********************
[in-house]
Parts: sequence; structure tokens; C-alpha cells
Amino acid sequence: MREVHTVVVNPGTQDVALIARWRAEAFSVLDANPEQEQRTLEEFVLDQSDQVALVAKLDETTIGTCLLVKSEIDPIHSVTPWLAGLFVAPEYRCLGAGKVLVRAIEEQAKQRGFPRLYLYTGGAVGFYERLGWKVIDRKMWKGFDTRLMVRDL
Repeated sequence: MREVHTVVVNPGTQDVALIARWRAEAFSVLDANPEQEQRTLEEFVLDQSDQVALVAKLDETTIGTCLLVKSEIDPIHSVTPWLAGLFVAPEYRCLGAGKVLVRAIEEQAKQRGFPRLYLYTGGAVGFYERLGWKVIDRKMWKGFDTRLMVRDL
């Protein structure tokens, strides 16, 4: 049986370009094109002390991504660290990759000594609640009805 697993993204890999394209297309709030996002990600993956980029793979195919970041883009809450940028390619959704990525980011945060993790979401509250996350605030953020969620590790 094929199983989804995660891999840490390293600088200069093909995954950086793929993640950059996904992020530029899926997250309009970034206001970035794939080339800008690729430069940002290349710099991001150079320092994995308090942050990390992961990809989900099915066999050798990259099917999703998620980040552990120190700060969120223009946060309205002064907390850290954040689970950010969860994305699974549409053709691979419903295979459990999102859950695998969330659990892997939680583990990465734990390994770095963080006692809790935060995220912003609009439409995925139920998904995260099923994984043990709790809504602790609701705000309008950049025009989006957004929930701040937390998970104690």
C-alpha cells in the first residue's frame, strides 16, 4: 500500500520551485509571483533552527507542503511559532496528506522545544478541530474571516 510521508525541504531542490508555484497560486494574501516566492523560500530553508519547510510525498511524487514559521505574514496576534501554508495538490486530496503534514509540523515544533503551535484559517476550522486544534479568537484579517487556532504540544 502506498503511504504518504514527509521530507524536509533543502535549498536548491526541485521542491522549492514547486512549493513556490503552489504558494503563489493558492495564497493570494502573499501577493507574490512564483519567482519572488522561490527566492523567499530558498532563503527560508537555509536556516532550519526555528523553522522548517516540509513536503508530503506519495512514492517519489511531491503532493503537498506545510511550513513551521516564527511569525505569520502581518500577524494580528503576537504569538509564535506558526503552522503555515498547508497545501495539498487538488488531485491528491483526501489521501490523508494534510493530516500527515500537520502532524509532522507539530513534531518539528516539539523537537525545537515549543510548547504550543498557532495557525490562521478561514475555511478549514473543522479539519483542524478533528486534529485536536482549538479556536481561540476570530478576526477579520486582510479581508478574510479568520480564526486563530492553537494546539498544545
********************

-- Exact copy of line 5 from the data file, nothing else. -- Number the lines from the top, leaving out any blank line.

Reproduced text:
């Protein structure tokens, strides 16, 4: 049986370009094109002390991504660290990759000594609640009805 697993993204890999394209297309709030996002990600993956980029793979195919970041883009809450940028390619959704990525980011945060993790979401509250996350605030953020969620590790 094929199983989804995660891999840490390293600088200069093909995954950086793929993640950059996904992020530029899926997250309009970034206001970035794939080339800008690729430069940002290349710099991001150079320092994995308090942050990390992961990809989900099915066999050798990259099917999703998620980040552990120190700060969120223009946060309205002064907390850290954040689970950010969860994305699974549409053709691979419903295979459990999102859950695998969330659990892997939680583990990465734990390994770095963080006692809790935060995220912003609009439409995925139920998904995260099923994984043990709790809504602790609701705000309008950049025009989006957004929930701040937390998970104690």